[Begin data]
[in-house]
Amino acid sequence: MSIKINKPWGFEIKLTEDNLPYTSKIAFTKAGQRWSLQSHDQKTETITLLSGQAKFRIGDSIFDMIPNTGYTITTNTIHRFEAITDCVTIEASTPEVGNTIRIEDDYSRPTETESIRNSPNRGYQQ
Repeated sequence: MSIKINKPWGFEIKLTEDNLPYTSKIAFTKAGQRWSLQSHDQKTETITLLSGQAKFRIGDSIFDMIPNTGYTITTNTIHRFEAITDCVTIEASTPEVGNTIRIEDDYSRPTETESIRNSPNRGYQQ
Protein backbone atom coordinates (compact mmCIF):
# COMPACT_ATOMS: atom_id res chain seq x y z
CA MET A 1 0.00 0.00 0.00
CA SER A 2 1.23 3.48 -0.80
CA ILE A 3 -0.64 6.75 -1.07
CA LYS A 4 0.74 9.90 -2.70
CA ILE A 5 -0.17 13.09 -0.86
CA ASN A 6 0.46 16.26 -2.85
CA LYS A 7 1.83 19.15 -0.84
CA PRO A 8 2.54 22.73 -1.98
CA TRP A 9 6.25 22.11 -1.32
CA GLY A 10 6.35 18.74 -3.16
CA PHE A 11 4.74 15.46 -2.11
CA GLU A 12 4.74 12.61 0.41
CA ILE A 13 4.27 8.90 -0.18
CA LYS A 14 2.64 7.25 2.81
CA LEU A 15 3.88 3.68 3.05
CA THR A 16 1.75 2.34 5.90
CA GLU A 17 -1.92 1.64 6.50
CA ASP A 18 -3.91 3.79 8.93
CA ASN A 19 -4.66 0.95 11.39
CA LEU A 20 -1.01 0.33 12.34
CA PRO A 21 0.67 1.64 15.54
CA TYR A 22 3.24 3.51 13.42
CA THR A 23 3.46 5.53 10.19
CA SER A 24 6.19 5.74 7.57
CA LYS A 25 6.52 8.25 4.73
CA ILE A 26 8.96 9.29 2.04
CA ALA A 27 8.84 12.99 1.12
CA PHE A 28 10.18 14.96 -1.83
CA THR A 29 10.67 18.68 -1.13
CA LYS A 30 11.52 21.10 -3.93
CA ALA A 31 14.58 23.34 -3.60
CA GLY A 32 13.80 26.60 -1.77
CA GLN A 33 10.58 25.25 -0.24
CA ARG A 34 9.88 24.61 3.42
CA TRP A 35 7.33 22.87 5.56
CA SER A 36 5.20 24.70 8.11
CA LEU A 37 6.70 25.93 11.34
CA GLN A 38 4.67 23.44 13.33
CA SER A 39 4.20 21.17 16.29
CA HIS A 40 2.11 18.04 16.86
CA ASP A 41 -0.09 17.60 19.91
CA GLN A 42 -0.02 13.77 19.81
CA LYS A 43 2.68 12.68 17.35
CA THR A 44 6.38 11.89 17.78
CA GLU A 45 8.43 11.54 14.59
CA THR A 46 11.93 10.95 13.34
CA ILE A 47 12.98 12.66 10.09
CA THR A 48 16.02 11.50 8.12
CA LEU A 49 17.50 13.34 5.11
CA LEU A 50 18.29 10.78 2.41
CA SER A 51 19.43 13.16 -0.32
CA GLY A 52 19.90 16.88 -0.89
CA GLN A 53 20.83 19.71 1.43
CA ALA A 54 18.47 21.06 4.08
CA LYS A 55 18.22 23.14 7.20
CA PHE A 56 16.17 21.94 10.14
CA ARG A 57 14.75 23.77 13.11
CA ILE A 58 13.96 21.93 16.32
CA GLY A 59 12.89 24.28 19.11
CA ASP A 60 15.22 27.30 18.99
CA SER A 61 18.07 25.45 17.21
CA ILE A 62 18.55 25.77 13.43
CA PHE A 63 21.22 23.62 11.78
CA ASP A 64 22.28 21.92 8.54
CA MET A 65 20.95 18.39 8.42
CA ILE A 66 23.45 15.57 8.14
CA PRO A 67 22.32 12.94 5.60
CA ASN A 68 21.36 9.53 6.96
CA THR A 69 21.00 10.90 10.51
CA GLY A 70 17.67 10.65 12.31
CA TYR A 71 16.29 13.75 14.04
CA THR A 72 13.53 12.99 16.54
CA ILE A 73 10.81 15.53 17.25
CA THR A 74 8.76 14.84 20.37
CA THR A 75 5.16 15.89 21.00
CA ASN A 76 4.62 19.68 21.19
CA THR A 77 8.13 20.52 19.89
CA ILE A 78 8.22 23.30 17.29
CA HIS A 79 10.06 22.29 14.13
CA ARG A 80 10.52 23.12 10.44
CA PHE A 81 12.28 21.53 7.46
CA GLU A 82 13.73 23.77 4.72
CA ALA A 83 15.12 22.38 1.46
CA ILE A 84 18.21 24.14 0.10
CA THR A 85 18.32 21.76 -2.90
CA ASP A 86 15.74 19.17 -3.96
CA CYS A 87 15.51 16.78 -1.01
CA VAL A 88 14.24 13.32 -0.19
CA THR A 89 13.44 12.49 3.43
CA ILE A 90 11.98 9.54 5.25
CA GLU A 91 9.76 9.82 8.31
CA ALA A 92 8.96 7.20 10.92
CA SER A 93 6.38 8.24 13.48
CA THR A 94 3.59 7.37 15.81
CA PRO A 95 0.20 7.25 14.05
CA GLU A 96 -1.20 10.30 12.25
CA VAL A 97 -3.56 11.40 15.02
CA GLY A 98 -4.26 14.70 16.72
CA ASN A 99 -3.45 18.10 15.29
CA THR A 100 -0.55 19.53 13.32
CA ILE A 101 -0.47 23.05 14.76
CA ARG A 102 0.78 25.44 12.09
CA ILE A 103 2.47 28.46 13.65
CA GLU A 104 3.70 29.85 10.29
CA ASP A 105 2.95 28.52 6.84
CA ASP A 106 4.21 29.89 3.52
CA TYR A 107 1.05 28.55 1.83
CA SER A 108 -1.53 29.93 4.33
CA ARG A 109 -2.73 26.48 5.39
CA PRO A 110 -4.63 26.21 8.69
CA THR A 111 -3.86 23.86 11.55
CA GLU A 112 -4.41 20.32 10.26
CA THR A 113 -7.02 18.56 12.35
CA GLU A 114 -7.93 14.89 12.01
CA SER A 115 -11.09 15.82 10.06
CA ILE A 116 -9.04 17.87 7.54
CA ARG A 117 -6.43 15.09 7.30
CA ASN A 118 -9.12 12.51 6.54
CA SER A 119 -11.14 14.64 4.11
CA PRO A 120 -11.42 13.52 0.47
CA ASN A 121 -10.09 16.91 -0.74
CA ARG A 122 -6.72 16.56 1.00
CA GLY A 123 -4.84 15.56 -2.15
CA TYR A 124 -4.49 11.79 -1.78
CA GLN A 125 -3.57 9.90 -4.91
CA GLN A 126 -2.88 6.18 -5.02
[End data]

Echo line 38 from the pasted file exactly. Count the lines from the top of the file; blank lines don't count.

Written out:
CA GLN A 33 10.58 25.25 -0.24